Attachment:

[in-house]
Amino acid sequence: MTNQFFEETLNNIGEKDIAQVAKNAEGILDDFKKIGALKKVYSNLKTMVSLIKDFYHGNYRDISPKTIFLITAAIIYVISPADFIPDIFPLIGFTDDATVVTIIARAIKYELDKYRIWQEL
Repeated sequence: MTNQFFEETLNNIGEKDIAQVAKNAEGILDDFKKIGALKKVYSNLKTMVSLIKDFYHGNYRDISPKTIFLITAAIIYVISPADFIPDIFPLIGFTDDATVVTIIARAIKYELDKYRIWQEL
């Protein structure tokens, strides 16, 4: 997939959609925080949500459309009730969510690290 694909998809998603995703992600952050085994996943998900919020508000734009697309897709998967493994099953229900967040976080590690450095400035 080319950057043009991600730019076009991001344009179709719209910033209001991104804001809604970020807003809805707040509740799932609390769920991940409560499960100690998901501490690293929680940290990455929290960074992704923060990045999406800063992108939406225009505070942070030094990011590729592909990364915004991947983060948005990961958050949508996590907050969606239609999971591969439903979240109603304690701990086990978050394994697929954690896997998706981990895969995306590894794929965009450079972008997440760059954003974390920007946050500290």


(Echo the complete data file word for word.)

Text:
[in-house]
Amino acid sequence: MTNQFFEETLNNIGEKDIAQVAKNAEGILDDFKKIGALKKVYSNLKTMVSLIKDFYHGNYRDISPKTIFLITAAIIYVISPADFIPDIFPLIGFTDDATVVTIIARAIKYELDKYRIWQEL
Repeated sequence: MTNQFFEETLNNIGEKDIAQVAKNAEGILDDFKKIGALKKVYSNLKTMVSLIKDFYHGNYRDISPKTIFLITAAIIYVISPADFIPDIFPLIGFTDDATVVTIIARAIKYELDKYRIWQEL
């Protein structure tokens, strides 16, 4: 997939959609925080949500459309009730969510690290 694909998809998603995703992600952050085994996943998900919020508000734009697309897709998967493994099953229900967040976080590690450095400035 080319950057043009991600730019076009991001344009179709719209910033209001991104804001809604970020807003809805707040509740799932609390769920991940409560499960100690998901501490690293929680940290990455929290960074992704923060990045999406800063992108939406225009505070942070030094990011590729592909990364915004991947983060948005990961958050949508996590907050969606239609999971591969439903979240109603304690701990086990978050394994697929954690896997998706981990895969995306590894794929965009450079972008997440760059954003974390920007946050500290």